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AN ESSAY ON MAN.
OF THE NATURE AND STATE OF MAN WITH RESPECT
1. The whole universe one system of society. Nothing made
wholly for itself, nor yet wholly for another. The happiness of animals mutual. 2. Reason or instinct operate alike to the good of each individual. Reason or instinct operate also to society in all animals. 3. How far society carried by instinct;-how much farther by reason. 4. Of that which is called the state of nature. Reason instructed by instinct in the invention of arts ;—and in the forms of society. 5. Origin of political societies ;-origin of monarchy ;-patriarchal government. 6. Origin of true religion and government, from the same principle of love; -origin of superstition and tyranny, from the same principle of fear. The influence of self-love operating to the social and public good. Restoration of true religion and government on their first principle. Mixed government. Various forms of each, and the true end of all.
HERE then we rest:-" the Universal Cause
Let this great truth be present night and day,
1. Look round our world; behold the chain of
Has God, thou fool! work’d solely for thy good, Thy joy, thy pastime, thy attire, thy food ? Who for thy table feeds the wanton fawn, For him as kindly spreads the flowery lawn. Is it for thee the lark ascends and sings ? Joy tunes his voice, joy elevates his wings. Is it for thee the linnet pours his throat ? Loves of his own and raptures swell the note.
The bounding steed you pompously bestride
Know Nature's children all divide her care;
Grant that the powerful still the weak control; Be man the wit and tyrant of the whole ; Nature that tyrant checks ; he only knows, And helps another creature's wants and woes. Say will the falcon, stooping from above, Smit with her varying plumage, spare the dove? Admires the jay the insects gilded wings ? Or hears the hawk when Philomela sings ?Man cares for all: to birds he gives his woods, To beasts his pastures, and to fish his floods ; For some his interest prompts him to provide, For more his pleasure, yet for more his pride: All feed on one vain patron, and enjoy Th’extensive blessing of his luxury. That very life his learned hunger craves, He saves from famine, from the savage saves ;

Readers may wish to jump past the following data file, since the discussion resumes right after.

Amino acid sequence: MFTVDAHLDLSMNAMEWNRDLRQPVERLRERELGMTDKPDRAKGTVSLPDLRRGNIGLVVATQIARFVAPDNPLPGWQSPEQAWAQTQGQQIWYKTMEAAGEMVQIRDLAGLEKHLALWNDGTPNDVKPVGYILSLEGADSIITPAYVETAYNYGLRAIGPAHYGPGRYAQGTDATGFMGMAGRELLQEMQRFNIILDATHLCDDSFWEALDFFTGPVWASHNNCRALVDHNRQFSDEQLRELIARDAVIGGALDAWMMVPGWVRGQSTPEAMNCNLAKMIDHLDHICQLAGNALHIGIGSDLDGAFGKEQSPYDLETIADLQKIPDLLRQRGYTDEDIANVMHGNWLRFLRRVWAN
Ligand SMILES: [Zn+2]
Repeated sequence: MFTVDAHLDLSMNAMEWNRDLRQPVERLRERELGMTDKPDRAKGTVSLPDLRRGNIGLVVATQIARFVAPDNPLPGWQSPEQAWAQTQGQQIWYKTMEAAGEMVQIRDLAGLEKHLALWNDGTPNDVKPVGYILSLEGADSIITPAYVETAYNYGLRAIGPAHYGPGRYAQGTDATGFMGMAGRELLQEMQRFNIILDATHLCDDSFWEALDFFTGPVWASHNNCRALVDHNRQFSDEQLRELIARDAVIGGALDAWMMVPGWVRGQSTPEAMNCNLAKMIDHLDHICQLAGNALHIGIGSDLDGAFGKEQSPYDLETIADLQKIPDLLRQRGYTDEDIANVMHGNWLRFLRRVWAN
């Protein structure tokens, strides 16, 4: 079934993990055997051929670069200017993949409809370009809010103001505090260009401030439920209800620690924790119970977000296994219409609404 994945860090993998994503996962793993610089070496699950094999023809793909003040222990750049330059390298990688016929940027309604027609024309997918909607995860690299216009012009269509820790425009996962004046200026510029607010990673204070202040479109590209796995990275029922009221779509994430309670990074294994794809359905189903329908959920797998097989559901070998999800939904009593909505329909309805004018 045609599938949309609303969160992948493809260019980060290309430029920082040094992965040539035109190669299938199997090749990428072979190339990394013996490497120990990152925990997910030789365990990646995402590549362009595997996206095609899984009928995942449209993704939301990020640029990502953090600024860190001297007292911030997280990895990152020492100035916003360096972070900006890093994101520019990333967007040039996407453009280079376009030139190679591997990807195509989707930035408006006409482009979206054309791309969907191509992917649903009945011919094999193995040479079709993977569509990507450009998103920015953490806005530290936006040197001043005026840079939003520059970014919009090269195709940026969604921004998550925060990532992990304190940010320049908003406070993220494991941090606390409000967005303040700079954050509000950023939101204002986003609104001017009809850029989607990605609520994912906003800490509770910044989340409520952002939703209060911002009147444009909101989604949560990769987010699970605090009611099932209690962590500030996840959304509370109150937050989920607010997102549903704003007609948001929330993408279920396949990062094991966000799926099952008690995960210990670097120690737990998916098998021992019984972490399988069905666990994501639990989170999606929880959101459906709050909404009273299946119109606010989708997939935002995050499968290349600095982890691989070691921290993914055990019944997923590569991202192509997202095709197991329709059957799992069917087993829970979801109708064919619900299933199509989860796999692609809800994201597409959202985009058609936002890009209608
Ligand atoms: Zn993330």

Nay, feasts the animal he dooms his feast,
To each unthinking being, Heaven, a friend,
2. Whether with reason or with instinct blest, Know all enjoy that power which suits them best; To bliss alike by that direction tend, And find the means proportion'd to their end. Say, where full instinct is th' unerring guide, What pope or council can they need beside ? Reason, however able, cool at best, Cares not for service, or but serves when prest, Stays till we call, and then not often near ; But honest instinct comes a volunteer, Sure never to o’ershoot, but just to hit, While still too wide or short is human wit ; Sure by quick nature happiness to gain, Which heavier reason labours at in vain. This, too, serves always; reason, never long ; One must go right, the other may go wrong.
See then the acting and comparing powers
Who taught the nations of the field and wood
3. God in the nature of each being founds Its proper bliss, and sets its
proper bounds; But as he fram'd the whole the whole to bless, On mutual wants built mutual happiness : So from the first eternal order ran, And creature link'd to creature, man to man. Whate'er of life all-quickening ether keeps, Or breathes thro' air, or shoots beneath the deeps, Or pours profuse on earth, one nature feeds The vital flame, and swells the genial seeds. Not man alone, but all that roam the wood, Or wing the sky, or roll along the flood, Each loves itself, but not itself alone, Each sex desires alike, till two are one. Nor ends the pleasure with the fierce embrace : They love themselves a third time in their race.